And even if it did find buyers, it would have had to take huge haircuts. Debt funds are a key source of funding of corporates. And if the redemption pressure builds up, and they are unable to offload their portfolios in the market, or their borrowings are not sufficient to cover their obligations — SEBI has imposed a limit of 20 per cent of assets under management for such loans —then funding to corporates will come under severe strain.

Credit flows beyond the higher investment grade firms are likely to come under pressure, and liquidity issues may well morph(change into another form) into solvency(the possession of assets in excess of liabilities) issues.

(TRIVIA- In finance, a haircut is the difference between the current market value of an asset and the value ascribed to that asset for purposes of calculating regulatory capital or loan collateral. The amount of the haircut reflects the perceived risk of the asset falling in value in an immediate cash sale or liquidation)



The results of the latest round of the RBI’s targeted long-term repo operations suggest banks are unwilling to take on credit risk. Who will then take on the credit risk?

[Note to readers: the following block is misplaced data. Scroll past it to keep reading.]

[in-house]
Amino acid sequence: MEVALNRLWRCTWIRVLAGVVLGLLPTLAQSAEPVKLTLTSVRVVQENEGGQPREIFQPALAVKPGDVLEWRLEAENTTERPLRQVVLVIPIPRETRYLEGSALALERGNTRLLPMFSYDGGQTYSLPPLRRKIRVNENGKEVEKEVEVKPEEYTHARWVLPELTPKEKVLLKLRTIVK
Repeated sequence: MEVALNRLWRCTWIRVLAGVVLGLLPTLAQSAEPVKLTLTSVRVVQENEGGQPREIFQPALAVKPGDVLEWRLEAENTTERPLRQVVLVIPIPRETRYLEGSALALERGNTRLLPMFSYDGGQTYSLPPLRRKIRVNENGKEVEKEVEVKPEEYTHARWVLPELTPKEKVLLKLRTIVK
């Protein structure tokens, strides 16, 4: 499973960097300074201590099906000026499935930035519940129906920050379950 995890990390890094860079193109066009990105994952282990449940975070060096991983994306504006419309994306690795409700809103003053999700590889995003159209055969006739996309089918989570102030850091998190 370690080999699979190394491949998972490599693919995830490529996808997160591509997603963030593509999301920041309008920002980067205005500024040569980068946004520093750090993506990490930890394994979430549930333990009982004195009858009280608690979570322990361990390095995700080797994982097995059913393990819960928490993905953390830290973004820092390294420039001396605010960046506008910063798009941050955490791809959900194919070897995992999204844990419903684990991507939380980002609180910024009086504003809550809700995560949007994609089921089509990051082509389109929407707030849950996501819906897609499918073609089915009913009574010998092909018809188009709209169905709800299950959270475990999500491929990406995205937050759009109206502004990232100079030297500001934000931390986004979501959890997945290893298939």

To begin with, the Reserve Bank of India should consider providing direct liquidity to intermediaries, perhaps along the lines of what was done during the financial crisis of 2008-09. The costs of intervening early are less than the price of delayed action.

Franklin Templeton decision could have ripple effects. RBI and SEBI must ensure adequate liquidity to intermediaries.


3) Sobering portent-


India’s merchandise(goods to be bought and sold) exports plunged by a staggering(shocking) 34.6 per cent in March as the dislocation of economic activities due to the coronavirus spread across the world.



This sharper than expected fall was due to a combination of factors — the disruption of supply chains in China, which, coupled with weak global demand and lockdowns in large parts of the world, resulted in cancellation of export orders, as well as the imposition of the lockdown in India which restricted economic activity beginning in the last week of March.